Soaring asthma deaths prompt criticism of doctors Health officials cite emphasis on wrong drugs

May 04, 1993|By New York Times News Service

The death rate from asthma has more than doubled in the United States since 1978. And worried officials of the National Institutes of Health attribute the trend in part to the lack of education and training of the primary-care doctors who treat the vast majority of asthmatics.

Dr. Michael A. Kaliner, chief of the allergy section at the National Institute of Allergy and Infectious Diseases, did not mince words in criticizing the medical care that most asthmatics receive and the lack of understanding by many doctors about new treatments.

At a news conference sponsored by the American Medical Association last month and in an interview this weekend, Dr. Kaliner said there was too wide a discrepancy between the care delivered by the 3,000 allergy and asthma specialists and that provided by the more than 210,000 primary-care doctors, like pediatricians, family doctors and internal medicine specialists in the United States.

"No asthmatic should die, and if properly treated very, very few asthmatics would die," Dr. Kaliner said.

Primary-care doctors tend to underuse the specific treatments that allergists regard as the first line of attack against asthma, Dr. Kaliner said. He added that primary-care doctors tend to rely on drugs that provide only symptomatic relief for asthma and do not address the underlying triggers, thus leaving asthmatics at greater risk for death.

Rarely has a representative of the institutes so directly scolded a group of practitioners or medical educators as Dr. Kaliner did.

Yet even the American Medical Association, which is the largest organization of doctors in the country and which shares responsibility for overseeing the education and training of young doctors with several other organizations, said there might be something to the criticism.

The Association of American Medical Colleges agreed that the institutes were correct in calling attention to the growing asthma problem, but disputed the criticism of medical education. "It's a false indictment," said Dr. Edward J. Stemmler, the association's executive vice president.

The medical association and federal health officials say asthma is the only chronic disease, except for AIDS and tuberculosis, that is on the rise throughout the world. Deaths from asthma have increased to nearly 5,000 a year in the United States, with an increase particularly among blacks and the elderly. For unknown reasons, more elderly women than men die from asthma. But with a death rate of 1.9 per 100,000 per year, according the National Center for Health Statistics, Americans still have one of the lowest death rates from asthma in the world.

The number of American asthmatics has risen sharply, to more than 15 million, a 66 percent rise since 1980, federal health officials said. Blacks are hit hardest, and are three times as likely as whites to die from the disease. Asthma is the leading cause of admission of children to hospitals in this country and the leading cause of absenteeism from American schools.

Allergy is the most common underlying cause of asthma. But, Dr. Kaliner said, only half the medical schools in this country have an allergist on staff and most doctors are taught little about the diagnosis and treatment of allergies in medical school and in residency training.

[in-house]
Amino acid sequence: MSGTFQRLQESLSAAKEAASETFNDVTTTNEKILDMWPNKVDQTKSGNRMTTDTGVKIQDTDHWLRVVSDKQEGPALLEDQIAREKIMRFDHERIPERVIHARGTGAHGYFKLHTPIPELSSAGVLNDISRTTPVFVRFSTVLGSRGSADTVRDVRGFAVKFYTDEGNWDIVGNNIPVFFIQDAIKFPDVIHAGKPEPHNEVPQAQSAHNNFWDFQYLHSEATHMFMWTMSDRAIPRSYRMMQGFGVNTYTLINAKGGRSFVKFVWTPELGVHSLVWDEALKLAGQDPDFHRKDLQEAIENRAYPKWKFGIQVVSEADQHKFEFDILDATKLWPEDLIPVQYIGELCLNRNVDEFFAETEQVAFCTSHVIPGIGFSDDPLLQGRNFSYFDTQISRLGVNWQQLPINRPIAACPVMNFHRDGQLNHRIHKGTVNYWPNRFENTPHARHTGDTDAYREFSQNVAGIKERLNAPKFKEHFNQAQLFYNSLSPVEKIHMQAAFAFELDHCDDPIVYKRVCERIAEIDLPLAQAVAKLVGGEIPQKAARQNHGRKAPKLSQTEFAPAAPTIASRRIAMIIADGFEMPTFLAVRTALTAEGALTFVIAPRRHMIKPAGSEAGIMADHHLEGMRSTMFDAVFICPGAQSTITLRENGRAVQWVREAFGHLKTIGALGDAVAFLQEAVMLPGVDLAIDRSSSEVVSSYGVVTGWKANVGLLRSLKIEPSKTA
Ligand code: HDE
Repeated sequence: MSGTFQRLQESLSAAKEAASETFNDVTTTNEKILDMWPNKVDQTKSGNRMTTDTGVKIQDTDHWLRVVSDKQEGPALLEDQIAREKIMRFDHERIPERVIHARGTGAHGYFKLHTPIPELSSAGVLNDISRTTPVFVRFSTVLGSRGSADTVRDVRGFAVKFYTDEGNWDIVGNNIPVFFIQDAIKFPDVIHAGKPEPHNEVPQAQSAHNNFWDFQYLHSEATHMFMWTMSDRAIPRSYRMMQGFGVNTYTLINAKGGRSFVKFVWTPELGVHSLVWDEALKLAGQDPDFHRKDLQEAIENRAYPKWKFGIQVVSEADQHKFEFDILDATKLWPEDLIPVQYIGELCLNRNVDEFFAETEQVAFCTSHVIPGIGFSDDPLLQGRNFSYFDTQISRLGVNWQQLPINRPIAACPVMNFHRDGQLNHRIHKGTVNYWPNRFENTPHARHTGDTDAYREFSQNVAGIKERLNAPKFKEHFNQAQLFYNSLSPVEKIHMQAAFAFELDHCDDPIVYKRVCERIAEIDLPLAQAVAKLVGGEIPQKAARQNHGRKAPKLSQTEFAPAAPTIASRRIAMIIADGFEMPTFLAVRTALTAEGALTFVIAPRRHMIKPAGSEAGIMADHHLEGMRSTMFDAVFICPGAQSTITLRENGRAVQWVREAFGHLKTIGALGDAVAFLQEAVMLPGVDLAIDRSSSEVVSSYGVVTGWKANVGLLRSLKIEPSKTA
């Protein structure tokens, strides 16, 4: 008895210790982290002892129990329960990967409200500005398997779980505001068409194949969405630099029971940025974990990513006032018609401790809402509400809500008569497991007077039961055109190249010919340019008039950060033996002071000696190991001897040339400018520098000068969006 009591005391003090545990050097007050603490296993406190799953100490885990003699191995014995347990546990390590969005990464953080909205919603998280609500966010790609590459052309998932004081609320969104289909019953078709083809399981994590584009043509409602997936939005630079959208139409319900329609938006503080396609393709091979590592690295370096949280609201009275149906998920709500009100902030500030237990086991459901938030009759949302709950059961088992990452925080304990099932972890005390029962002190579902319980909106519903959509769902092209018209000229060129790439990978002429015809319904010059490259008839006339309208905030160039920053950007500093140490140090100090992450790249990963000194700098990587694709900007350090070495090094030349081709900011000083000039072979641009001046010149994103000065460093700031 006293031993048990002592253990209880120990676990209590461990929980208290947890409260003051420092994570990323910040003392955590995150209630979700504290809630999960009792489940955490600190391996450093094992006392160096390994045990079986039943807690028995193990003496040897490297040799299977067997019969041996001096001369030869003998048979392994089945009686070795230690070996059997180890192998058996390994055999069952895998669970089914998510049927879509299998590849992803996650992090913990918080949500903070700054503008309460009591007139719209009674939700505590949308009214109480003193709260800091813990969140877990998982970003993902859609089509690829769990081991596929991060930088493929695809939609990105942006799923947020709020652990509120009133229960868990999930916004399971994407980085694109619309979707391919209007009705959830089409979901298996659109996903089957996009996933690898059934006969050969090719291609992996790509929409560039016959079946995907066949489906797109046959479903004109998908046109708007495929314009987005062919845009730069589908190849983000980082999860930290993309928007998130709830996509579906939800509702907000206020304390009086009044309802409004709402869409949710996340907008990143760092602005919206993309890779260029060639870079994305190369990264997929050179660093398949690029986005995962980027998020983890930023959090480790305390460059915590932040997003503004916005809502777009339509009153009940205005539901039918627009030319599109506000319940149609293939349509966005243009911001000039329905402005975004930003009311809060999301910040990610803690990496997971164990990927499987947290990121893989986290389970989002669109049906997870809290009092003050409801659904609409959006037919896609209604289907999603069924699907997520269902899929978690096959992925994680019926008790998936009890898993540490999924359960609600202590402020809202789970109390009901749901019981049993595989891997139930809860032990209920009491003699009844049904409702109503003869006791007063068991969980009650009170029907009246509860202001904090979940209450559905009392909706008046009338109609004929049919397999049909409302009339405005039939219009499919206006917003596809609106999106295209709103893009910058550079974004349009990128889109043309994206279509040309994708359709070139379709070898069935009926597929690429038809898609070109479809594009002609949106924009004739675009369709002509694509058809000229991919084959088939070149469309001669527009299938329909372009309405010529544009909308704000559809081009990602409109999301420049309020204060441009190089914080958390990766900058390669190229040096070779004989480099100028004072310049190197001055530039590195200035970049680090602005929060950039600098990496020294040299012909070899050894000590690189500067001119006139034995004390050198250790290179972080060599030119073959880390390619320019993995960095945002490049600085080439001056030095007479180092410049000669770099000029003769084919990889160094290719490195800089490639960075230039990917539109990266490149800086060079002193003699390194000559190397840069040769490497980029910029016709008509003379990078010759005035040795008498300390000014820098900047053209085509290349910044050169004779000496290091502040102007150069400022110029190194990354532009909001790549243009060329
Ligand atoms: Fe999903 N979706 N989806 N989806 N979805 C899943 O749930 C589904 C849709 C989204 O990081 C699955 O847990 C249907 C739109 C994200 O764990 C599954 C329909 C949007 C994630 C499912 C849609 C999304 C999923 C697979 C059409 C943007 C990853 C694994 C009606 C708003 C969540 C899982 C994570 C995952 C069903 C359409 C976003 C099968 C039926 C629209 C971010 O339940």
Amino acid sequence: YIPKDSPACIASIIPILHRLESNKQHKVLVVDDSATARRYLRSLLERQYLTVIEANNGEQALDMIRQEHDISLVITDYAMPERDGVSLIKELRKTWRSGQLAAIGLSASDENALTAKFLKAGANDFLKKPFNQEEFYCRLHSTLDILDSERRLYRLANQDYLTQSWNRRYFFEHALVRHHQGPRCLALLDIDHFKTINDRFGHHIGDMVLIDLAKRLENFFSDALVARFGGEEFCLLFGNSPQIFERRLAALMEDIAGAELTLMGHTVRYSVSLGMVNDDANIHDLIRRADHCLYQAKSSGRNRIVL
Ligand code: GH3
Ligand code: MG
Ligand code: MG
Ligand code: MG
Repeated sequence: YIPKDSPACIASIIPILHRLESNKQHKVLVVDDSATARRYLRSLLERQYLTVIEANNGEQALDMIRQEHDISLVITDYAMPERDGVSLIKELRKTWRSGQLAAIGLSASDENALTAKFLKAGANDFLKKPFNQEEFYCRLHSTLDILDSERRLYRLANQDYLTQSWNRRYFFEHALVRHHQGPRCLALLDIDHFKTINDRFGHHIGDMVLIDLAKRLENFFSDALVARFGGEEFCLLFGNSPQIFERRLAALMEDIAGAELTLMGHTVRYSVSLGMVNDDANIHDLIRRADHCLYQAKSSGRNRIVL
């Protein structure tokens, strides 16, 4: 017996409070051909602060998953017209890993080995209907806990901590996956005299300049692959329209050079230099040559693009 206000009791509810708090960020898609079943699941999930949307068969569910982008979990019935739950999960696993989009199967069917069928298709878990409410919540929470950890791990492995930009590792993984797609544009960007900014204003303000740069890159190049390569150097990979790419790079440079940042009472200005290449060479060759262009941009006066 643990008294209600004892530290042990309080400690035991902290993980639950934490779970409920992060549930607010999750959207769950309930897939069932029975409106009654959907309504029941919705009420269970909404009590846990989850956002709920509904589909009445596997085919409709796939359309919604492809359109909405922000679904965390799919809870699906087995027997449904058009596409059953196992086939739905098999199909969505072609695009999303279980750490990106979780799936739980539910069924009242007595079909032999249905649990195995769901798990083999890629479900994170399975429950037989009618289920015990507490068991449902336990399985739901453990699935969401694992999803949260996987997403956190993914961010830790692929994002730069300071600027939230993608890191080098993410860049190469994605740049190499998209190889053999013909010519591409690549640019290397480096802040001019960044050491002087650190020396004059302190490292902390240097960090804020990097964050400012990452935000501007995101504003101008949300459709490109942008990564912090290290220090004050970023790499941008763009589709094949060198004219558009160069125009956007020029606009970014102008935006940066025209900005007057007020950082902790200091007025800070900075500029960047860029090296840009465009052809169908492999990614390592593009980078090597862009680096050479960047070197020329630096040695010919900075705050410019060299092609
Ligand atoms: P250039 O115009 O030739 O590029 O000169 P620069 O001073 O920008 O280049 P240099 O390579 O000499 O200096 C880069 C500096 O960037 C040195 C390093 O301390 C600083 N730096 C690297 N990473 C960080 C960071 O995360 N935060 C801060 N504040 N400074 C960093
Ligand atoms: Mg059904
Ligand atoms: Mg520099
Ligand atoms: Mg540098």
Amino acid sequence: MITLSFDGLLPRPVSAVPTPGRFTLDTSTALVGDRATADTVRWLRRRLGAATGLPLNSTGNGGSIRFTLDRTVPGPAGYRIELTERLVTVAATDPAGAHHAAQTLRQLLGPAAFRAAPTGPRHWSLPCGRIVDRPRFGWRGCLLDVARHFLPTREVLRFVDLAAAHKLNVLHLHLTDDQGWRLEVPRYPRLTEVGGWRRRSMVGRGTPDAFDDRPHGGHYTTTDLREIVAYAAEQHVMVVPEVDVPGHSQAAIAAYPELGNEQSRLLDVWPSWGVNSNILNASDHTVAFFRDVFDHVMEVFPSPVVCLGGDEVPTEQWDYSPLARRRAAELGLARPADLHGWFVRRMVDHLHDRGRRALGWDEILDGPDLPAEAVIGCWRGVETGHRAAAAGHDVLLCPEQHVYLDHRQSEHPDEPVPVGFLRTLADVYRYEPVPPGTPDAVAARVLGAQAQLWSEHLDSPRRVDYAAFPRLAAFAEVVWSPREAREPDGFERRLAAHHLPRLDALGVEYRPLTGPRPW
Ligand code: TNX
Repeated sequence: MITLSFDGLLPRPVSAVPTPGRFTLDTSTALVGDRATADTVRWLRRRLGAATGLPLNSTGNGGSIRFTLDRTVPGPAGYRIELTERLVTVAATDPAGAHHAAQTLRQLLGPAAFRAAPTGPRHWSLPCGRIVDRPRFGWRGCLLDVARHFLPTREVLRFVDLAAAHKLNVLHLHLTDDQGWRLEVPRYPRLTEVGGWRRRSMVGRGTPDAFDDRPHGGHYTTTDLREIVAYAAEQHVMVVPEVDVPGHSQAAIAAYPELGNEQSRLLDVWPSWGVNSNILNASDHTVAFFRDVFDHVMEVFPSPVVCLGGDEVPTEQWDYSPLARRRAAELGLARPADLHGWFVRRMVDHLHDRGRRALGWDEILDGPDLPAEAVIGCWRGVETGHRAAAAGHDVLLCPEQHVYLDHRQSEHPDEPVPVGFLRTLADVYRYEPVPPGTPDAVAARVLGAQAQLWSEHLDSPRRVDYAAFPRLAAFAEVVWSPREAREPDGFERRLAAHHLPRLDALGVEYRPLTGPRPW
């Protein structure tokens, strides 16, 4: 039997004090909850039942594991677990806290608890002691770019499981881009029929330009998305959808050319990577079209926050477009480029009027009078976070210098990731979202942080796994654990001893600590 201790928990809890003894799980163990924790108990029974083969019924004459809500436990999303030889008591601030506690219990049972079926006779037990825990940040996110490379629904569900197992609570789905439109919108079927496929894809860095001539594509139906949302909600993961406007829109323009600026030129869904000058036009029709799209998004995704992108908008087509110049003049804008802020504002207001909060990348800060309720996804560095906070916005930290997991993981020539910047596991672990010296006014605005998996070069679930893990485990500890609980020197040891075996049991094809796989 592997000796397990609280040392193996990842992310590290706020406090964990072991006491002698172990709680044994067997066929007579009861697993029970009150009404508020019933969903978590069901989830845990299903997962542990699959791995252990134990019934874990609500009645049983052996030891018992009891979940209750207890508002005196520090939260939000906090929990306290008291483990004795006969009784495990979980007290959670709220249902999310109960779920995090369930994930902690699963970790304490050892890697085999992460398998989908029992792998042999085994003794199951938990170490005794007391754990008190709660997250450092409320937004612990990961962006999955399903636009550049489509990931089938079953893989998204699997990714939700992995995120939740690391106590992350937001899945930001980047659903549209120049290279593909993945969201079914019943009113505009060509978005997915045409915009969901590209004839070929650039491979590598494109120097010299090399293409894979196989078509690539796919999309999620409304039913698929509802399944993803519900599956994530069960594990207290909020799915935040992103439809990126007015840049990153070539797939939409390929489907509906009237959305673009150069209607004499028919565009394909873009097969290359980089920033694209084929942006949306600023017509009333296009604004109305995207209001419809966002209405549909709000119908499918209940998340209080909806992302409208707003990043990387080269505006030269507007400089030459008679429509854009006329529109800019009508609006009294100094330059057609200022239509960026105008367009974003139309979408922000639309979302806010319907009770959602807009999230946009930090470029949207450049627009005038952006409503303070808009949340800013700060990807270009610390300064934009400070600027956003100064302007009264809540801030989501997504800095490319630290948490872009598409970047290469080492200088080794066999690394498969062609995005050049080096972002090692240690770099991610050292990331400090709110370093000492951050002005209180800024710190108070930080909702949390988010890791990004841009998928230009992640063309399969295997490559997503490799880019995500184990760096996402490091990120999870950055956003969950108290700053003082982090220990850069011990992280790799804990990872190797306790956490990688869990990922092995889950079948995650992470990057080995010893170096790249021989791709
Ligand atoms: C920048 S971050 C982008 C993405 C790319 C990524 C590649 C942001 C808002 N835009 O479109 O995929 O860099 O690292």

Dr. Stemmler said it was an exaggeration to assert that medical schools did not teach about asthma because allergists might be based in divisions with other names.

But Dr. M. Roy Schwarz, senior vice president of the American Medical Association, said, "The allegation that physicians are not as well as trained in managing asthma as would be desirable probably has some merit."

Young doctors are taught much about asthma, but the instruction is often disjointed. "You could safely conclude that even with limited knowledge, we still do not do as good a job on it as we should," Dr. Schwarz said.

Asthma is a chronic inflammatory disease characterized by periodic attacks ranging from mild shortness of breath to terrifying wheezing, and in the worst case, sudden death.

One important recent advance in asthma therapy is the use of inhaled steroids, not to be confused with inhaled bronchodilators that offer symptomatic relief.

Because the inhaled steroids act only on the lungs and are not absorbed to any extent, they do not have the potential for the serious side effects that can result when they are taken systemically, as they may be for severe arthritis or other conditions. But "many patients who die from asthma, die without the advantage of having been treated with inhaled steroids" because too many doctors still fear prescribing them, Dr. Kaliner said.

"The U.S. was late in getting inhaled steroids and even later in adopting their use," Dr. Kaliner said. He added, "The major problem we have in asthma therapy today is that primary-care physicians use too little inhaled steroids."

The increasing number of asthmatics has implications for future health care because experts are learning that many children do not outgrow asthma, as once believed.

About half of those who develop asthma before the age of 16 will continue to have attacks, while the remaining half will go on to a quiescent period until about age 25.

Also, a child who develops asthma between the ages of 2 and 8 years has about a 50 percent chance of having a remission during the teen-age years. But 50 percent of children who stop having attacks at that time get their asthma back in their 30s.

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